Advisor(s): LeCun, Yann
The ability of a robot to track its position and its surroundings is critical in mobile robotics applications, such as autonomous transport, farming, search-and-rescue, and planetary exploration.
As a foundational building block to such tasks, localization must remain reliable and unobtrusive. For example, it must not provide an unneeded level of precision, when the cost of doing so displaces higher-level tasks from a busy CPU. Nor should it produce noisy estimates on the cheap, when there are CPU cycles to spare.
This thesis explores localization solutions that provide exactly the amount of accuracy needed to a given task. We begin with a real-world system used in the DARPA Learning Applied to Ground Robotics (LAGR) competition. Using a novel hybrid of wheel and visual odometry, we cut the cost of visual odometry from 100% of a CPU to 5%, clearing room for other critical visual processes, such as long-range terrain classification. We present our hybrid odometer in chapter 2.
Next, we describe a novel SLAM algorithm that provides a means to choose the desired balance between cost and accuracy. At its fastest setting, our algorithm converges faster than previous stochastic SLAM solvers, while maintaining significantly better accuracy. At its most accurate, it provides the same solution as exact SLAM solvers. Its main feature, however, is the ability to flexibly choose any point between these two extremes of speed and precision, as circumstances demand. As a result, we are able to guarantee real-time performance at each timestep on city-scale maps with large loops. We present this solver in chapter 3, along with results from both commonly available datasets and Google Street View data.
Taken as a whole, this thesis recognizes that precision and efficiency can be competing values, whose proper balance depends on the application and its fluctuating circumstances. It demonstrates how a localizer can and should fit its cost to the task at hand, rather than the other way around. In enabling this flexibility, we demonstrate a new direction for SLAM research, as well as provide a new convenience for end-users, who may wish to map the world without stopping it.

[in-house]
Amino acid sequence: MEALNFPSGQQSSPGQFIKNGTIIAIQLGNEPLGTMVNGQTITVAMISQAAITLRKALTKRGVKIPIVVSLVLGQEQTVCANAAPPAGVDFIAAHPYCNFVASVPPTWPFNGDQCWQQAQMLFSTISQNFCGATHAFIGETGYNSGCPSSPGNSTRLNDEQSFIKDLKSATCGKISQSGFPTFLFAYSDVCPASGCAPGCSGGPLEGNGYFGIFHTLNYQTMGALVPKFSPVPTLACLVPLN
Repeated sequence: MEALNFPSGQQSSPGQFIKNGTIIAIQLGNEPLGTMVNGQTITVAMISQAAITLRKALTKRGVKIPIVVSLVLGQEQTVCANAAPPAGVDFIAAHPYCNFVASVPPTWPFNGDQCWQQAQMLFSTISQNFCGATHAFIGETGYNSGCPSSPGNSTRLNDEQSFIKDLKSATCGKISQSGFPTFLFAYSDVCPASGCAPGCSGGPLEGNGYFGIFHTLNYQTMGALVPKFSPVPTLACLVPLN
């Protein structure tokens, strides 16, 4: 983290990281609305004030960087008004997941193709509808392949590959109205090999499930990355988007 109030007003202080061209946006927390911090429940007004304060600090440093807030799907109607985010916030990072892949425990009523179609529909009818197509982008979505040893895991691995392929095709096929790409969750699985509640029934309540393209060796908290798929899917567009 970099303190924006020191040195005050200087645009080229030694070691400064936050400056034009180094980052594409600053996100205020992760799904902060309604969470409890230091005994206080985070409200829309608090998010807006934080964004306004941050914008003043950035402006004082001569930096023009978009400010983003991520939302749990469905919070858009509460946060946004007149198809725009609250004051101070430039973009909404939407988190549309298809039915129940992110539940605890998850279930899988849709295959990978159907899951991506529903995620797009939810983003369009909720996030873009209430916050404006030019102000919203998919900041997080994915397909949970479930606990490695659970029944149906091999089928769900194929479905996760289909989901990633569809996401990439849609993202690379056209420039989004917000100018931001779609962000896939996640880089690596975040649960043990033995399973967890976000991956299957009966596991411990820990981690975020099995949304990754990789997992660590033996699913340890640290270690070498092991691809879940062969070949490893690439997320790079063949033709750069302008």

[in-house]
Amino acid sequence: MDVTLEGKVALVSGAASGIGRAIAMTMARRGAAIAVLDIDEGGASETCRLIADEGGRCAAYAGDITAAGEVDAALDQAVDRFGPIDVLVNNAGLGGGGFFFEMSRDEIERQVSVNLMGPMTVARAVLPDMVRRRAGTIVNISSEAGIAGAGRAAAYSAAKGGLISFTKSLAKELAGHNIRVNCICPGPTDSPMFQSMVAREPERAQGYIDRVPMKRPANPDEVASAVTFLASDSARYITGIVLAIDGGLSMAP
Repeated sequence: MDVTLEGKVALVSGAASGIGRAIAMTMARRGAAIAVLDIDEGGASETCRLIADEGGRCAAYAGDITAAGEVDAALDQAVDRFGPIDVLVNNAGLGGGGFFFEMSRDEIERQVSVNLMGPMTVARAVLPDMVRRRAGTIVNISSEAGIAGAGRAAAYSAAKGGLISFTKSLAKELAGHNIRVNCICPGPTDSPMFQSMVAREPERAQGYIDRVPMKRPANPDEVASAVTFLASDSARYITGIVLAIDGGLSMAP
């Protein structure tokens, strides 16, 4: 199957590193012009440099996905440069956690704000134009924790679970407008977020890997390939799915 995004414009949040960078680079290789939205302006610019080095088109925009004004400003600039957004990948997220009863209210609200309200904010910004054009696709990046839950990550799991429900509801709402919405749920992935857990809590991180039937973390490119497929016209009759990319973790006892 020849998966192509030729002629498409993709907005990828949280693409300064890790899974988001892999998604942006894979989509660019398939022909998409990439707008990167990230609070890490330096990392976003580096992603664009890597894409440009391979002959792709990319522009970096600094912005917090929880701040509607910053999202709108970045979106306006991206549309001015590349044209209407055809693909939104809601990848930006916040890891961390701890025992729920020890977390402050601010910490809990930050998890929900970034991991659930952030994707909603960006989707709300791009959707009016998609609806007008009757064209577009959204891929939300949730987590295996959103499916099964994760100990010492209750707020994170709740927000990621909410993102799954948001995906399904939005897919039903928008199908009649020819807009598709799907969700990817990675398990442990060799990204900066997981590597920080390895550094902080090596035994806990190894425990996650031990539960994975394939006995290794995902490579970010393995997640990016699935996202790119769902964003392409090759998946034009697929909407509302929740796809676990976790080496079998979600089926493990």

Title: SMT Beyond DPLL(T): A New Approach to Theory Solvers and Theory Combination
Candidate: Jovanovic, Dejan
Advisor(s): Barrett, Clark
Satisifiability modulo theories (SMT) is the problem of deciding whether a given logical formula can be satisifed with respect to a combination of background theories. The past few decades have seen many significant developments in the field, including fast Boolean satisfiability solvers (SAT), efficient decision procedures for a growing number of expressive theories, and frameworks for modular combination of decision procedures. All these improvements, with addition of robust SMT solver implementations, culminated with the acceptance of SMT as a standard tool in the fields of automated reasoning and computer aided verification. In this thesis we develop new decision procedures for the theory of linear integer arithmetic and the theory of non-linear real arithmetic, and develop a new general framework fro combination of decision procedures. The new decision procedures integrate theory specific reasoning and the Boolean search to provide more powerful and efficient procedures, and allow a more expressive language for explaining problematic states. The new framework for combination of decision procedures overcomes the complexity limitations and restrictions on the theories imposed by the standard Nelson-Oppen approach.
Title: An Adaptive Fast Multipole Method-Based PDE Solver in Three Dimensions
Candidate: Langston, Matthew Harper
Advisor(s): Zorin, Denis
Many problems in scientific computing require the accurate and fast solution to a variety of elliptic PDEs. These problems become increasingly dif.cult in three dimensions when forces become non-homogeneously distributed and geometries are complex.
We present an adaptive fast volume solver using a new version of the fast multipole method, incorporated with a pre-existing boundary integral formulation for the development of an adaptive embedded boundary solver.
For the fast volume solver portion of the algorithm, we present a kernel-independent, adaptive fast multipole method of arbitrary order accuracy for solving elliptic PDEs in three dimensions with radiation boundary conditions. The algorithm requires only a Greenâs function evaluation routine for the governing equation and a representation of the source distribution (the right-hand side) that can be evaluated at arbiÂtrary points.
The performance of the method is accelerated in two ways. First, we construct a piecewise polynomial approximation of the right-hand side and compute far-.eld expansions in the FMM from the coef.cients of this approximation. Second, we precompute tables of quadratures to handle the near-.eld interactions on adaptive octree data structures, keeping the total storage requirements in check through the exploitation of symmetries. We additionally show how we extend the free-space volume solver to solvers with periodic and well as Dirichlet boundary conditions.
For incorporation with the boundary integral solver, we develop interpolation methods to maintain the accuracy of the volume solver. These methods use the existing FMM-based octree structure to locate apÂpropriate interpolation points, building polynomial approximations to this larger set of forces and evaluating these polynomials to the locally under-re.ned grid in the area of interest.
We present numerical examples for the Laplace, modi.ed Helmholtz and Stokes equations for a variety of boundary conditions and geometries as well as studies of the interpolation procedures and stability of far-.eld and polynomial constructions.
Title: Acquiring information from wider scope to improve event extraction
Candidate: Liao, Shasha
Advisor(s): Grishman, Ralph